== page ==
These culture war issues may deliver sugar hits to the base but that's not the same as consistent adherence to coherent principles or "beliefs", unless you are talking about some kind of religious dogma informing policy positions. That horse bolted along with all those cherished conservative principles when Trump subverted the party to his own interests and the party's representatives in government embraced it.
Calling Trump a "hostile takeover" is patently ridiculous given that 1,441 delegates representing 60% of all Republican delegates in the 2016 primary voted for him to win the party nomination as their 2016 presidential candidate.

Trump won on a platform of removing Obama-era reforms, curbing the powers of the EPA and a pledge to safeguard the supposed personal rights of middle americans who feel under threat by things like gays getting married, brown people moving into your neighborhood and women having abortions. I'd be shocked if anybody thought those policies were out of step with what the Republicans have been championing since Reagan, let alone the last eight years they spent in the house under Obama. The republicans have always existed as a small government, low taxation, free market political party since they were founded 160 years ago; those are their core principles, not things like free trade which can be accepted or rejected as is convenient to the economy of the day.

Obama won two terms and left office with an approval rating nudging 60 percent.

If that's "shooting yourself in the foot" then the Democrats should do it over and over.
And then Trump won the election which should have been a cakewalk for the Democrats but yeah, that approval rating, that's the real legacy at the end of the day.

I have nothing against Obama, I feel he's often unfairly maligned for his lack of action which is due in no part to an extremely hostile house that he endured for six years, but his presidency had a minimal impact on the outcomes of most americans and that was a big factor in why anti-establishment candidates suddenly became vogue in 2016.
 

FredLeDeux

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An establishment wet dream. They'd wait til the second round and launch Bloomberg or Biden in to the nomination, guaranteeing Trump a second term.

Anything to avoid Sanders.
And we still don't know whether Bloomberg has secretly agreed to finance the DNC like Clinton did.
 

FireKraquora

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One of them said I'd be the 'first up against the wall.'

I was so perturbed I had to leave the thread.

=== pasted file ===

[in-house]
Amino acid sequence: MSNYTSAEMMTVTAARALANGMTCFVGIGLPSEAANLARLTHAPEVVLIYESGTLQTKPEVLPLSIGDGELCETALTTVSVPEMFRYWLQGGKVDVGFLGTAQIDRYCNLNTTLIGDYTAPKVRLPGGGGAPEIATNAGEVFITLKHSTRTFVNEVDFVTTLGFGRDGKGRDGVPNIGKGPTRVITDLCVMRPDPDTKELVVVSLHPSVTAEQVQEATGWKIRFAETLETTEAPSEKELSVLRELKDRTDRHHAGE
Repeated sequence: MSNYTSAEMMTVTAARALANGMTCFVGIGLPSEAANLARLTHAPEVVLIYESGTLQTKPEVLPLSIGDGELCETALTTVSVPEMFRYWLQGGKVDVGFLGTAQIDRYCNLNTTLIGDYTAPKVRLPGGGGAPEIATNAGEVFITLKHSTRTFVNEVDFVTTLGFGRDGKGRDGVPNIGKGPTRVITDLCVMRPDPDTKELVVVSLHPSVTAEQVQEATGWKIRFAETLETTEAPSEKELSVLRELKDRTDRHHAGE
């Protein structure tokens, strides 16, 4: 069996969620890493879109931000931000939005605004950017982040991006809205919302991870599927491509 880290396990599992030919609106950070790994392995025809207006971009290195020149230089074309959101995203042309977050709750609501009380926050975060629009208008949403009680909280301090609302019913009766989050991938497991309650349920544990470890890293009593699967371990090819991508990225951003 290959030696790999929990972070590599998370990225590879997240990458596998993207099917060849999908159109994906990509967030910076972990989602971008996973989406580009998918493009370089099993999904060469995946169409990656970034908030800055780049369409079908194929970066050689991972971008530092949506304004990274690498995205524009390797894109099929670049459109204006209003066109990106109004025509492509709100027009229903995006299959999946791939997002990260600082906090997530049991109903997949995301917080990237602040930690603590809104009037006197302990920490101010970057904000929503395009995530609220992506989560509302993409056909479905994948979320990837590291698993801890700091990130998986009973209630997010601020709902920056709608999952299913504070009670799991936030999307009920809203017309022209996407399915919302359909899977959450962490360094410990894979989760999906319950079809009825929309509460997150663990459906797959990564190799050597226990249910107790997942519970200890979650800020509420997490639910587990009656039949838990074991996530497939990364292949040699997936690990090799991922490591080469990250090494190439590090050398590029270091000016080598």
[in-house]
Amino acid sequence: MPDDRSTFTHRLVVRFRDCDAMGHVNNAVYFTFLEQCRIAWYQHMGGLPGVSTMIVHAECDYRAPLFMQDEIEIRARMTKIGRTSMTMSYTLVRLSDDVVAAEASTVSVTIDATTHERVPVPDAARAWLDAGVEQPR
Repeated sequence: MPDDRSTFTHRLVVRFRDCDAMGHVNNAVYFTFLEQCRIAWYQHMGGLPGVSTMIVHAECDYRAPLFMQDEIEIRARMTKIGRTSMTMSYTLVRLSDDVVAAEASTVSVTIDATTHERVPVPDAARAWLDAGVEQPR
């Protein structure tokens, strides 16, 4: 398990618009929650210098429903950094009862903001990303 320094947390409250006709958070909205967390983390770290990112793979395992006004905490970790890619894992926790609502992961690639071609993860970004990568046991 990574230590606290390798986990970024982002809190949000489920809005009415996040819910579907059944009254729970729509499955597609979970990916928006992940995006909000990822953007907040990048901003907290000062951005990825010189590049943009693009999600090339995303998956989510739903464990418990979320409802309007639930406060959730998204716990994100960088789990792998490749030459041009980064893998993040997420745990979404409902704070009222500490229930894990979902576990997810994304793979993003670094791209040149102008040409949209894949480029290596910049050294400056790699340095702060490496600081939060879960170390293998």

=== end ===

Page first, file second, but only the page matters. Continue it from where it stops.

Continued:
If they ever get you in front of a firing squad, simply kick the incoming bullets away with your high quality genuine leather steel-capped aussie made Blundstones. Once they're out of ammo, you know what to do.
#ROADHOUSE

ZAgKPO.gif
 

Sweet Jesus

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Dec 20, 2014
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This is a pointless distinction because US elections aren't won on the popular vote. As such, I have edited your above statement to make it more concise.
It makes the point that Republican candidates aren't necessarily more popular, which is entirely relevant to the point you were making.

Calling Trump a "hostile takeover" is patently ridiculous given that 1,441 delegates representing 60% of all Republican delegates in the 2016 primary voted for him to win the party nomination as their 2016 presidential candidate.
It's not ridiculous at all. That's why the Republican establishment, including Fox News, tried to resist his nomination in 2015 and early 2016 before buckling.

Your point is that he beat the other candidates and won the nomination? Sure, but that's not the same as the establishment supporting him from the outset, which they clearly did not. Hence the expression "hostile takeover".

Trump won on a platform of removing Obama-era reforms, curbing the powers of the EPA and a pledge to safeguard the supposed personal rights of middle americans who feel under threat by things like gays getting married, brown people moving into your neighborhood and women having abortions. I'd be shocked if anybody thought those policies were out of step with what the Republicans have been championing since Reagan, let alone the last eight years they spent in the house under Obama. The republicans have always existed as a small government, low taxation, free market political party since they were founded 160 years ago; those are their core principles, not things like free trade which can be accepted or rejected as is convenient to the economy of the day.